I was flipping through some bookmarked videos and stumbled across this one again (video below). Not fully related to what I am writing but it made me wonder if I am understanding my students. I can’t remember who passed it on to me, so apologies. It’s in Japanese with Korean and English subtitles. Some food for thought.
Stimulating Imagination Through Constraints is an interesting article from Psychology Today. As a specialist teacher who often visited classrooms in the past, I have seen several teachers simply ask their students to “be creative” or “use your imagination” for project tasks. Too bad it’s not that simple. Students will not usually know where to start. Nor would I.
In the classroom we need to be ‘clear and explicit about definitions, concepts and processes.’ Being creative does not simply mean to create something with no limits in mind. Usually such an open task will lead to more frustration and poorer quality of work. How will you then evaluate when all was simply asked was to be creative and imaginative? Providing some constraints can help define the problem and assist in solving the problem in creative ways.
(Read the full article through the link provided above).
Since a new school year is upon us, Edutopia recently posted this. Click the link for more in-depth explanations and exampels. A brief and quick summary is below.
10 Rules of Engagement
1. Start Class with a Mind Warm-Up
2. Use Movement to get Kids Focused
3. Teach Students how to Collaborate Before Expecting Success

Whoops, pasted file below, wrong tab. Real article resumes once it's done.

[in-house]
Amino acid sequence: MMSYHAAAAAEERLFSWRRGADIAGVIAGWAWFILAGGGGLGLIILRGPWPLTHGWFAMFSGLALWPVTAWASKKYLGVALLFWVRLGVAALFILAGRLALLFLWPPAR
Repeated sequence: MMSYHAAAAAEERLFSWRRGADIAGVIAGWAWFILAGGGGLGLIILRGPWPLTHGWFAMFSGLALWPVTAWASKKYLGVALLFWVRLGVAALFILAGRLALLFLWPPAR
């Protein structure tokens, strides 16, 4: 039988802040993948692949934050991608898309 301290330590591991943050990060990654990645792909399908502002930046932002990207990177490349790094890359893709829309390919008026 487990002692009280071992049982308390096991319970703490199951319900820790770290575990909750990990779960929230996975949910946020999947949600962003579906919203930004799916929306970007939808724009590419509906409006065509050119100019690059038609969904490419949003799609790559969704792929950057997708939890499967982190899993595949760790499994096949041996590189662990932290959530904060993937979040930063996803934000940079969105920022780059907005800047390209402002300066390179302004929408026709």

4. Use Quickwrites When You Want Quiet Time and Student Reflection
5. Run a Tight Ship When Giving Instructions
6. Use a Fairness Cup to Keep Students Thinking
7. Use Signaling to Allow Everyone to Answer Your Question
8. Use Minimal-Supervision Tasks to Squeeze Dead Time out of Regular Routines
9. Mix up Your Teaching Styles
10. Create Teamwork Tactics That Emphasize Accountability
It’s a New School Year!
For the best professional development this year, start twittering and get a strangle hold of your RSS feed/Reader. I find Google Reader the easiest. If you already have a gmail account, you are pretty much set.
(video link here)
Everyone asks me for good blogs to follow in order to get information, tools and ideas etc. Some of my choices are:
Art/Design/Culture Related Blogs:
I hope this helps and you find what you are looking for. I’d love to hear any other recommendations you might have as well.
How has reading and writing been transformed by the web?
Thanks to David Warlick for the post.
Above is a video created by Stephen Heppell and prepared for the Department of Children, Schools and Families to engender a debate about 21st century schools, personalisation, etc
Shouting and waving your arms at buggy technology doesn’t normally do anything useful. With these robots, it makes art. FULL STORY FROM WIRED HERE.
Lastly, the Globe and Mail will run multipart features under the umbrella “The Download Decade.” Part 1 is on Napster. (Can you believe that was 10 years ago already?!) There are a few other interesting side stories as well. GO HERE.